A new decision has been handed down by the US Court of Appeals for the Seventh Circuit, Mostly Memories v. For Your Ease, which holds that a prevailing copyright defendant is presumptively entitled to an attorneys fees award, even where the dismissal came about because the plaintiff "threw in the towel".
The Court further held that the presumption is "very strong".
Mostly Memories is consistent with Bridgeport Music v. WB Music and Riviera Distributors, Inc. v. Jones.
May 27, 2008, Decision, Mostly Memories v. For Your Ease
[Ed. note. As most of you know, this is a very important principle in the RIAA cases, since the RIAA's "throwing in the towel", and then trying to avoid paying attorneys fees, is the most common scenario in cases where the defendant refuses to pay the RIAA's extortion demand. The Mostly Memories decision is directly relevant to the appeals in Warner v. Stubbs, Lava v. Amurao, and Interscope v. Leadbetter, and to the pending "throw in the towel" motion in Elektra v. Licata. The RIAA is fond of arguing, in these "throw in the towel" cases, that the plaintiffs should not be assessed with attorneys fees for suing the wrong person.... that it was really the defendant's fault, and therefore plaintiffs' frivolous conduct wasn't really frivolous. If the rule enunciated by the Seventh Circuit, following the Supreme Court's Fogerty holding, is followed, then it just won't be an issue anymore whether the RIAA's laziness and irresponsibility is or is not sufficient to warrant attorneys fees: the attorneys fees will be awarded because the RIAA sued and lost, absent some exceptional circumstance justifying the RIAA's failure to properly investigate. That will go a long way towards stopping the RIAA from continuing to file more meritless cases. - R.B.]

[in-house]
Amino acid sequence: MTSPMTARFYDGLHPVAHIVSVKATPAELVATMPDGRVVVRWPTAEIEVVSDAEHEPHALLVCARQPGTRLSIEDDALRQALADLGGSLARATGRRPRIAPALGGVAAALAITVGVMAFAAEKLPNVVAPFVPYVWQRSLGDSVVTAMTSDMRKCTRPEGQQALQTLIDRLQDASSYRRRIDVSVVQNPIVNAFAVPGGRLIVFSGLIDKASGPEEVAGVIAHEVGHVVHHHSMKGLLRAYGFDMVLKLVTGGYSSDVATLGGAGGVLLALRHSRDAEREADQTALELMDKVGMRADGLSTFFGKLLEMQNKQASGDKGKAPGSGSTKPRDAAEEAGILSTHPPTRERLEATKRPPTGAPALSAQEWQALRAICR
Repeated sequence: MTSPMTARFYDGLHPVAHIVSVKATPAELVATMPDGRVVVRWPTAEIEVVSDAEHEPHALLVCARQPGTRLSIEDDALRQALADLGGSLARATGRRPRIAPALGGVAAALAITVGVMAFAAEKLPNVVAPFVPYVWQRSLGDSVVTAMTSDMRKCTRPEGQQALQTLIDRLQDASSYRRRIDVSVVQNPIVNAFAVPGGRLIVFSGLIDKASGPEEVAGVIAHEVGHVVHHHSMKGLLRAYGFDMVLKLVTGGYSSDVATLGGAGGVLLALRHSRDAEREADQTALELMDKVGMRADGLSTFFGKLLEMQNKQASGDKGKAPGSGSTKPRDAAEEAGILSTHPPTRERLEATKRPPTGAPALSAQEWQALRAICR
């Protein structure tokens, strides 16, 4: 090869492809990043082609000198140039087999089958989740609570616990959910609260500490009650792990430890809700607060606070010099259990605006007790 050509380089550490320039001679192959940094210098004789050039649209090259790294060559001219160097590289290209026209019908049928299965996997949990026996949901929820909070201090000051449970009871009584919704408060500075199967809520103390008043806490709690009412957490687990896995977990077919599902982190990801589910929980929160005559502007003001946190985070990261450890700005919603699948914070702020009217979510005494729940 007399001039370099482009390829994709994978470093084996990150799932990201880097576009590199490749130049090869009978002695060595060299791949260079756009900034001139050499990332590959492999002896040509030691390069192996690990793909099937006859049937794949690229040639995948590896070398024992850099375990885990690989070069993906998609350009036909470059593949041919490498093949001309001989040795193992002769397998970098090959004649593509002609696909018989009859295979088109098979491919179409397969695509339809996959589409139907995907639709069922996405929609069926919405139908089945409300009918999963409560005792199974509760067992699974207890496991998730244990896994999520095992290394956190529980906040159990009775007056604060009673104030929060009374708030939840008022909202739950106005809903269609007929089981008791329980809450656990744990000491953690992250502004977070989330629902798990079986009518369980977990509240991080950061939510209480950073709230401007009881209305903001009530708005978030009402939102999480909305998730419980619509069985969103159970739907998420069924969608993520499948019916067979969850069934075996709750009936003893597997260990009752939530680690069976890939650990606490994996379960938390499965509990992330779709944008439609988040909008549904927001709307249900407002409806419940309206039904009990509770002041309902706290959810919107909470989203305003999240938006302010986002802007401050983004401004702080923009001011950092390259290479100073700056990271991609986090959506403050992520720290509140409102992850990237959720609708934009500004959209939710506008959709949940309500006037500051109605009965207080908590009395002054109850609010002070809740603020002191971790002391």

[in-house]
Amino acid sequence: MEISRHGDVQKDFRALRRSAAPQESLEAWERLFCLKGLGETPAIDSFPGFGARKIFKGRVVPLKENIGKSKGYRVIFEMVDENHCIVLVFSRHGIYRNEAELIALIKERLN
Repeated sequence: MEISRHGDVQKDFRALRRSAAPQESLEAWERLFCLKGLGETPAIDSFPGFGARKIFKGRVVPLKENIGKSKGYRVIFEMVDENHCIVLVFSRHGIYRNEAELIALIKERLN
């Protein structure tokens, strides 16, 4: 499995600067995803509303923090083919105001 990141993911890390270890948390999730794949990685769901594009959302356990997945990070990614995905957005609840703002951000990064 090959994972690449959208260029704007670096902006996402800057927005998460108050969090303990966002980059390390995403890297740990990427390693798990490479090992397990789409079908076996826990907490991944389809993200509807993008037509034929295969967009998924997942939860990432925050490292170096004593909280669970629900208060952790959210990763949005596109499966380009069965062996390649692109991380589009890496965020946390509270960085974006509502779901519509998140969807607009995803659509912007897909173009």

Keywords: digital copyright law online internet law legal download upload peer to peer p2p file sharing filesharing music movies indie independent label freeculture creative commons pop/rock artists riaa independent mp3 cd favorite songs intellectual property